• webtools (Quia, Diigo, ShowMe, Linoit)

Reflection/Revision:  Writers request feedback from editors and peers, make adjustments, and try again to more successfully achieve their goals.  How do we know our digital presence is working if we don’t ask our audience for their comments and suggestions?  What might we rethink based on the feedback we receive?

An instructional coach can support you in this process of planning, publishing, and reflecting.

Your turn:  What are your goals for creating a digital presence?  Which tools have helped you reach them?  What have you learned about these tools and how they work together?  Post your thoughts and questions here or on Twitter, using the hashtag #khspd.






Digging Deep in Socratic Seminars

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Sally enters her class with two annotated articles that connect to the Socratic question, a thoughtfully completed graphic organizer, and absolutely no idea how to engage in a meaningful group discussion which might deepen her own understanding and her classmates’.

In the past, she has spent these “Socratic Seminar” class periods spewing facts and quotes, worrying about the number of times she speaks, and cutting off her classmates’ thinking so she could reiterate her own.  This time promises to be different, though.  Her teacher has been working with her friends in other departments to learn the best strategies  for making discussions more powerful.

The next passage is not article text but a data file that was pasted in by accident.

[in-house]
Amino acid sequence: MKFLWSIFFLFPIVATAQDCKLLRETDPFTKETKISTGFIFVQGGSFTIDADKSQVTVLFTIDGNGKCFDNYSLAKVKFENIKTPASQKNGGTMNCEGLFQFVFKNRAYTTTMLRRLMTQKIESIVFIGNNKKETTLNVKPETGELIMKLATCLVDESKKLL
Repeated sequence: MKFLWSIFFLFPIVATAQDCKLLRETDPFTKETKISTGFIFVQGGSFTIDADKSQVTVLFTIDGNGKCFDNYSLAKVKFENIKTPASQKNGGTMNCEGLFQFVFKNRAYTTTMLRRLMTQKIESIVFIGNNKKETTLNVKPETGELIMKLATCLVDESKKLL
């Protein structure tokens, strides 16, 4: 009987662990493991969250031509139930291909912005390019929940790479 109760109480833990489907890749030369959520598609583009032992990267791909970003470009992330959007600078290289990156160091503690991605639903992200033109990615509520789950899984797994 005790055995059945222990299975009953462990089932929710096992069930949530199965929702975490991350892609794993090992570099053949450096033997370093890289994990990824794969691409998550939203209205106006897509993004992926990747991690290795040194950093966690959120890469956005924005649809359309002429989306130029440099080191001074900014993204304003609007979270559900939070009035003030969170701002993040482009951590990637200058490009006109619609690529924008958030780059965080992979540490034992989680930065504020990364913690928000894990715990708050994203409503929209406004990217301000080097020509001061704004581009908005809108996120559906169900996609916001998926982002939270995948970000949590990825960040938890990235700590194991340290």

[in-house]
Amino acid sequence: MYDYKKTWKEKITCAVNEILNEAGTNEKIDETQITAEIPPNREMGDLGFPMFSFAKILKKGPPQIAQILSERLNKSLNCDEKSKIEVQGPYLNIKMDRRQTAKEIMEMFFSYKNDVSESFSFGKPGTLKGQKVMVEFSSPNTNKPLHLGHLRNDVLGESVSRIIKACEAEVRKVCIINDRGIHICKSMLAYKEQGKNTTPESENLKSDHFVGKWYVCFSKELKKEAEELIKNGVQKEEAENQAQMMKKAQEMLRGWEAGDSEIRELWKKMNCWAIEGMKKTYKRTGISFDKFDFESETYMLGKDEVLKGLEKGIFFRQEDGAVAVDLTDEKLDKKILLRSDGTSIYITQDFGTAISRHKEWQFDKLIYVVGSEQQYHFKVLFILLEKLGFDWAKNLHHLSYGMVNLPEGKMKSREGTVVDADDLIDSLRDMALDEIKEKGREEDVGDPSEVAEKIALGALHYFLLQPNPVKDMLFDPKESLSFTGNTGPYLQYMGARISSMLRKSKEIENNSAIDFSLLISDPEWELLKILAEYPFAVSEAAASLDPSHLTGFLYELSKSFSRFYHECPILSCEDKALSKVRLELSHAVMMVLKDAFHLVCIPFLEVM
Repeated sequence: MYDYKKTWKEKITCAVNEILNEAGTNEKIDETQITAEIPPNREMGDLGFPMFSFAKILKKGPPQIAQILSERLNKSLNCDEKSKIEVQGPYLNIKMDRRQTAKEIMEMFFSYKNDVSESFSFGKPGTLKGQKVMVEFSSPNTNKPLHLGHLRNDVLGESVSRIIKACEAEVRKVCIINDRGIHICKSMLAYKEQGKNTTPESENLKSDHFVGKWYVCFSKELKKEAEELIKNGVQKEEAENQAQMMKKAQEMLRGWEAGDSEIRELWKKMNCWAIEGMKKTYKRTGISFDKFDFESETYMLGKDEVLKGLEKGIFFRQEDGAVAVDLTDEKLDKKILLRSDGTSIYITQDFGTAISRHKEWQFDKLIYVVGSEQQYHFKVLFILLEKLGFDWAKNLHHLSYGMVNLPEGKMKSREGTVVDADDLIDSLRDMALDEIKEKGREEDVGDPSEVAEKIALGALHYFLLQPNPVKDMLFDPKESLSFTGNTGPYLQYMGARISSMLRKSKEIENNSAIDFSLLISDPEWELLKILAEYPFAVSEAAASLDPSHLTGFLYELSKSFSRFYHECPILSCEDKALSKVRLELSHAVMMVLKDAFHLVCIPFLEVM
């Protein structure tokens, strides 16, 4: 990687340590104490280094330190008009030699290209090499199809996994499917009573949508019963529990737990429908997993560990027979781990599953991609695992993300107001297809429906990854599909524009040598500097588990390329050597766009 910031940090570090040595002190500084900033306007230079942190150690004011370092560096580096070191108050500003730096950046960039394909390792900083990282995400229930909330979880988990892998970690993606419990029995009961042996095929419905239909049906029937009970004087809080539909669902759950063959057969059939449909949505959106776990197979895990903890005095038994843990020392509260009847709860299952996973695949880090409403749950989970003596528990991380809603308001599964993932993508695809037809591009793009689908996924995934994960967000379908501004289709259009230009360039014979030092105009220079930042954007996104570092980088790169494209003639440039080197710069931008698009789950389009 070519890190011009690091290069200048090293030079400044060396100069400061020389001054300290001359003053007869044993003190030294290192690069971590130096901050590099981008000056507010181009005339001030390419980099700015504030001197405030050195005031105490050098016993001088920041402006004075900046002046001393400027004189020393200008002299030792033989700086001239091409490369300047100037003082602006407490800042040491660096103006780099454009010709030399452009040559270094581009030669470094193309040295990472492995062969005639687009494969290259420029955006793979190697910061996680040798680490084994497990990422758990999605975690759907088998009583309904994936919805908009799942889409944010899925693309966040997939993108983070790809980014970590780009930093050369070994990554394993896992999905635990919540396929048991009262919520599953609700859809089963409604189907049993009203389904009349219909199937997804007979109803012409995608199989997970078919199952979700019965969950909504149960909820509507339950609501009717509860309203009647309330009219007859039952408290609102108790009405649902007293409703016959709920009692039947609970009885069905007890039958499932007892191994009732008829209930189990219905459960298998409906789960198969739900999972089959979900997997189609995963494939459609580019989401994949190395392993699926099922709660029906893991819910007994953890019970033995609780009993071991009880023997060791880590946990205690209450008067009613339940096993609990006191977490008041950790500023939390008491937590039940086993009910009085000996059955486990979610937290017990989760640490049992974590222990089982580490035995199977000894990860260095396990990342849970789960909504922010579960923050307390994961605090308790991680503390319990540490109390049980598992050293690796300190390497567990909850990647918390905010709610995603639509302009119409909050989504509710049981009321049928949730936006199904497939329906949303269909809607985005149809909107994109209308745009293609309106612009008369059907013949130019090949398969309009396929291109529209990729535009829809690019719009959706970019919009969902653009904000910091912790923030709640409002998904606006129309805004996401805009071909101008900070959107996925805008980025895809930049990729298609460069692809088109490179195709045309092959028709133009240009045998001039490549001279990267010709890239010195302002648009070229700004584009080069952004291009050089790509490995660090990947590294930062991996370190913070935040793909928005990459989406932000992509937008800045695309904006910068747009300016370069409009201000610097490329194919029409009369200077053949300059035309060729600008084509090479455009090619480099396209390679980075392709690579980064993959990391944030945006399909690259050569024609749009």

Setting the Purpose:  While Sally organizes her papers, her teacher displays a picture of an iceberg.  She asks her students to connect the image they see with conversations they have had in the past. Sally and her classmates agree that most of their student-led conversations about texts have remained at the tip of the iceberg, and they point to their fears about grading as the root cause of this issue.  Sally’s teacher asks her students to pair and share while they consider the other levels of the iceberg and the power that lies beneath the surface.  Sally and her partner discuss the patterns they see throughout the texts they brought to the discussion and how they might ask others to help them think about the meaning of those patterns.

Setting Goals:  Sally’s teacher then asks students to consider a good goal for their discussion that might help them reach those deeper levels of thought.  The class agrees that focusing on their QEUs will shift the focus from expressing their own thoughts to learning the minds of others.  These Questions that Expand Understanding become the goal of the class instead of worrying about the number of comments they make in a discussion.

Overcoming Discussion Challenges:  While the 30-minute discussion is not quite perfect, Sally feels it is much better than ones she has participated in previously.  More students ask questions and invite others into the conversation.  When a few students dominate the conversation, Sally’s teacher asks them all to pause, reflect with a partner on the big idea of the moment, and then she asks a team that had not yet been heard to begin the conversation again with a point or question that arose during their partner discussion.

Debriefing:  During the debriefing session, each of Sally’s classmates offers one piece of feedback for the group’s discussion techniques and one specific compliment for a person in the discussion.  From this feedback, students set a class goal for their next discussion and then write a personal goal as well.  They jot this personal goal on the back of the table tent with their name on it, so they can easily reference it just before the next discussion begins when they place their name tents on their desks.

How do you help students dig deep in Socratic seminars?